Alison Bechdel on Fun Home the Musical, Teaching, and Her Next Book

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Elena Seibert
Alison Bechdel

The New College of Interdisciplinary Arts and Sciences at ASU West will host comic strip creator and graphic novelist Alison Bechdel at 7 p.m. Tuesday, September 17. At the free event, Bechdel will give a talk, take questions from the audience, and sign books.


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The 2013 Eisner Awards: Reviewing the Best Reality-Based Comics

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Abrams ComicArts
Art from The Carter Family: Don't Forget This Song by Frank M. Young and David Lasky

The Eisners, "the Oscars of comics," will be announced at Comicon (in San Diego) next month and I'm still madly reading to catch up with the best of the best of 2012's amazing crop of graphic novels. But, as it's (officially now) summer in Phoenix, it's not too burdensome for me to sprawl under a ceiling fan and cocoon, desert-style. This month I've been pleasure-trolling through the Eisner nominees for "Best Reality-Based Work." Though they are wildly disparate topically and stylistically, each of the six books in this category is entertaining, informative and, in its own way, inspiring. I confess that the first three on the list probably wouldn't have hit my radar if it hadn't been for their Eisner nominations; I would have been the poorer for not having found them.

They are...


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The 2013 Eisner Awards: One More Look Back at Great Graphic Novels of 2012

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Art from Leela Corman's Unterzakhn
Courtesy of Schocken
Yeah, okay, back in February, I swore I was moving on to the graphic novels of 2013, running through the previous year's must-read list double-time. But since the 2013 Eisner Award Nominees were announced last month, I had to make a U-turn. I thought I'd done a good job reading (and writing about) the best of 2012, but I'd only skimmed about a quarter of the cream of the crop.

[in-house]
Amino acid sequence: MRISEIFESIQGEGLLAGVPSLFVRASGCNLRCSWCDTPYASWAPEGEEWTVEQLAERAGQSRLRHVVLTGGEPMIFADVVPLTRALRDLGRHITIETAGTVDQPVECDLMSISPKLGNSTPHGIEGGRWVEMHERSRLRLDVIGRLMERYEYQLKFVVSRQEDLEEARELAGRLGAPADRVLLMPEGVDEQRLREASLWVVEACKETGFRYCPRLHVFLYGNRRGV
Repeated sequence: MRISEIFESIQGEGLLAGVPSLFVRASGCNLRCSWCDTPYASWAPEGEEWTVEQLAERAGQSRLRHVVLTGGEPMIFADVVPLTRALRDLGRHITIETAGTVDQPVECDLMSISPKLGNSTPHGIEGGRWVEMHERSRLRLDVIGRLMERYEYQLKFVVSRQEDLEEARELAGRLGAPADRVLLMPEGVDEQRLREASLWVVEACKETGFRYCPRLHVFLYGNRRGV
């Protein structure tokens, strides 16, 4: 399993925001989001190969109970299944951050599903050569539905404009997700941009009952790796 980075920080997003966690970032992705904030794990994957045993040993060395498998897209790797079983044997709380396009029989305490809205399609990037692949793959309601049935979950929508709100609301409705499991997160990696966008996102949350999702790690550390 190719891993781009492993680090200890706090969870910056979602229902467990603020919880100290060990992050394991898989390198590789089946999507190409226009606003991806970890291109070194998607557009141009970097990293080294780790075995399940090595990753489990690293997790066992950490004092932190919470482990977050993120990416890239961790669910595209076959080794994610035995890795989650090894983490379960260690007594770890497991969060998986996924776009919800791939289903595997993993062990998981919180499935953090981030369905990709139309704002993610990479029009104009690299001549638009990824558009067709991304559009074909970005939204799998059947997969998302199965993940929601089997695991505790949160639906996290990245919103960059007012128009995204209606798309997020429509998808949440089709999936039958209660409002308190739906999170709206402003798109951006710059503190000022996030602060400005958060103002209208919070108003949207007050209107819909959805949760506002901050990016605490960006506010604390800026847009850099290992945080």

This month and next, I'll catch us up on two categories of nominees for the Eisners (a.k.a. "the Oscars of comics") so that we can formulate our deeply held opinions of who's deserving by the time the awards are announced at San Diego Comicon on July 19.

This month: Best Graphic Album -- New. And the nominees are ...

See also:
Nicole Georges' Graphic Novel Calling Dr. Laura Is Charming and Disarming
Cynthia Clark Harvey's List of Graphic Novel Must-Reads (Before You Check Out This Year's Bestsellers)

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Nicole Georges' Graphic Novel Calling Dr. Laura Is Charming and Disarming

Welcome back to Explicitly Graphic, a monthly column by Cynthia Clark Harvey (who's working on a graphic novel of her own). From time to time, Harvey will review graphic novels, talk to artists, and dive into the scene of all things explicitly graphic. Today, she unwraps Calling Dr. Laura by Nicole Georges.